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Carlyn Voges | Blog

Tuesday, August 21, 2018   /   by Carlyn Voges

5 Real Estate Reality TV Myths Explained

Have you ever been flipping through the channels, only to find yourself glued to the couch in an HGTV binge session? We’ve all been there, watching entire seasons of “Love it or List it,” “Million Dollar Listing,” “House Hunters,” “Property Brothers,” and so many more all in one sitting.
When you’re in the middle of your real estate themed show marathon, you might start to think that everything you see on TV must be how it works in real life, but you may need a reality check.
Reality TV Show Myths vs. Real Life:
Myth #1: Buyers look at 3 homes and decide to purchase one of them.Truth: There may be buyers who fall in love and buy the first home they see, but according to the National Association of Realtors the average homebuyer tours 10 homes as a part of their search.  
Myth #2: The houses the buyers are touring are still for sale.Truth: Everything is staged for TV. Many of the ...

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Monday, August 20, 2018   /   by Carlyn Voges

The Cost of Waiting: Interest Rates Edition

Some Highlights:

Interest rates are projected to increase steadily heading into 2019




The higher your interest rate, the more money you end up paying for your home and the higher your monthly payment will be.




Rates are still low right now – don’t wait until they hit 5% to start searching for your dream home!

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Monday, August 06, 2018   /   by Carlyn Voges

Millionaire to Millennials: Owning Your Home Can Help You Retire Sooner!

In a CNBC article, self-made millionaire David Bach explained that: “Buying a home is the escalator to wealth in America. Homeownership can also help you retire early, that is, if you pay your mortgage off.”
Bach suggests that homebuyers should, “Take out a 30-year mortgage, but with the intention of paying it off in 25, 20 or ideally, 15 years.”
How does he suggest you do this? Here’s the secret:

“…If you were paying $1,000 a month, now you’re going to make $1,100 payments every month. Inform the bank that you are doing this and that you want the extra $100 a month to be applied to the principal (not the interest).”

What will happen to your mortgage?
Bach explains that, “If you keep this up, you’ll wind up paying off your 30-year mortgage in about 25 years. Increase your monthly payment by 20 percent, and you’ll have that mortgage retired in about 22 years.”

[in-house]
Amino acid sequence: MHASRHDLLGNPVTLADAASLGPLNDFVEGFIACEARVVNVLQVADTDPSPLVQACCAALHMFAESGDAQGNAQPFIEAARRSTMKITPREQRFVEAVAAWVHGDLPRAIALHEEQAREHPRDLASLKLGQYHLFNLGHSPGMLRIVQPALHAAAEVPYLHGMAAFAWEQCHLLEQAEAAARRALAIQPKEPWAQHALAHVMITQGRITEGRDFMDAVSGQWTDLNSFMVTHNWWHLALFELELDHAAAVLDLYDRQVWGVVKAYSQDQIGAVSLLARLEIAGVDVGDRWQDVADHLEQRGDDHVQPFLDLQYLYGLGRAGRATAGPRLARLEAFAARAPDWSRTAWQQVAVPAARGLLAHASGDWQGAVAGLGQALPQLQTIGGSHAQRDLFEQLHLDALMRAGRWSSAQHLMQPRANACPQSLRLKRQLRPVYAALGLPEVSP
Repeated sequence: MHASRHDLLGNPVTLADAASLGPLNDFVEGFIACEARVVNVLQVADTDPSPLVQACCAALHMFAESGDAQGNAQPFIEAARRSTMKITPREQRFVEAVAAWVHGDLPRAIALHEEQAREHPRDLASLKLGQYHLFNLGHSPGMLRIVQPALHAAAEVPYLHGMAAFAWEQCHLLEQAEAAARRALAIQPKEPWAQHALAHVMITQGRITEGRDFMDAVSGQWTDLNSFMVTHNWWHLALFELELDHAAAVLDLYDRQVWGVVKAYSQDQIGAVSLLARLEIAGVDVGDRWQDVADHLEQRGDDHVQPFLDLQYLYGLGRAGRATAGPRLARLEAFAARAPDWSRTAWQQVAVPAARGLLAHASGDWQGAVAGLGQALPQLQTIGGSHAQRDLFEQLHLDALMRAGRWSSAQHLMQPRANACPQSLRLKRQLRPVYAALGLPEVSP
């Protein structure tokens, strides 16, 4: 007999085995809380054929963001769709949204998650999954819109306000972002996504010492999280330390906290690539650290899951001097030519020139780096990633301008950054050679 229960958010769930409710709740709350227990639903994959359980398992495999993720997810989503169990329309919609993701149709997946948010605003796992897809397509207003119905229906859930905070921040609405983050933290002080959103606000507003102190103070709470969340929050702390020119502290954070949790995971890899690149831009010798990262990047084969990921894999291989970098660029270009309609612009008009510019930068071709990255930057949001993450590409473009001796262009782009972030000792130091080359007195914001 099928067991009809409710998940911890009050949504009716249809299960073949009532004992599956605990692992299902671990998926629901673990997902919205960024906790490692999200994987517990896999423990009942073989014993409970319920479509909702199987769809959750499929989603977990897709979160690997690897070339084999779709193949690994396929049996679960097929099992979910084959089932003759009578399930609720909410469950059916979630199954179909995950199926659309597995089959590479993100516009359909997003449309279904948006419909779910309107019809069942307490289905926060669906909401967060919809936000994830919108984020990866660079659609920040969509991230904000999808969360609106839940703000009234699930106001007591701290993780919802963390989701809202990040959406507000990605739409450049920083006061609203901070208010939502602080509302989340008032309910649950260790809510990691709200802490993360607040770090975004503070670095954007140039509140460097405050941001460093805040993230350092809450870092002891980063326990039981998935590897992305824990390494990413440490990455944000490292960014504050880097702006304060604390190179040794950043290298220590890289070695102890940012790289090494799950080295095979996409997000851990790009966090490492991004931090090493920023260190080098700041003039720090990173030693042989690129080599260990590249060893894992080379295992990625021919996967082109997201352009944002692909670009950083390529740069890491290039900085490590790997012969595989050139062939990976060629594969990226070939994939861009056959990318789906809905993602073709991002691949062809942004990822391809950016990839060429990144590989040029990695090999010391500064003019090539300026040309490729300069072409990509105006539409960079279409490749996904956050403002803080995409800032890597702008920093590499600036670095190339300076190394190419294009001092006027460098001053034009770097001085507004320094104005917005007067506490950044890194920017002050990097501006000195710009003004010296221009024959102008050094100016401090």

Bottom ...

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Thursday, August 02, 2018   /   by Carlyn Voges

Buying Is Now 26.3% Cheaper Than Renting in the US

The results of the latest Rent vs. Buy Report from Trulia show that homeownership remains cheaper than renting, with a traditional 30-year fixed rate mortgage, in 98 of the 100 largest metro areas in the United States.
In the six years that Trulia has conducted this study, this is the first time that it was cheaper to rent than buy in any of the metropolitan areas.
It’s no surprise, however, that those two metros are San Jose and San Francisco, CA, where median home prices have jumped to over $1 million dollars this year. Home values in San Jose have risen 29% in the last year, while rents have remained relatively unchanged.
For the 98 metros where homeownership wins out, 97 of them show a double-digit advantage when buying. The range is an average of 2.0% less expensive in Honolulu (HI), all the way up to 48.9% in Detroit (MI), and 26.3% nationwide!
Below is a map of the 100 metros that were studied. The darker the blue dot on the metro, the c ...

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Thursday, July 26, 2018   /   by Carlyn Voges

4 Reasons Why We Are Not Heading Toward Another Housing Bubble

With home prices continuing to appreciate above historic levels, some are concerned that we may be heading for another housing ‘boom & bust.’ It is important to remember, however, that today’s market is quite different than the bubble market of twelve years ago.
Here are four key metrics that will explain why:

Home Prices
Mortgage Standards
Foreclosure Rates
Housing Affordability

1. HOME PRICES
There is no doubt that home prices have reached 2006 levels in many markets across the country. However, after more than a decade, home prices should be much higher based on inflation alone.
Last week, CoreLogic reported that,

“The inflation-adjusted U.S. median sale price in June 2006 was $247,110 (or $199,899 in 2006 dollars), compared with $213,400 in March 2018.” (This is the latest data available.)

2. MORTGAGE STANDARDS
Many are concerned that lending institutions are again easing standards to a level that helped c ...

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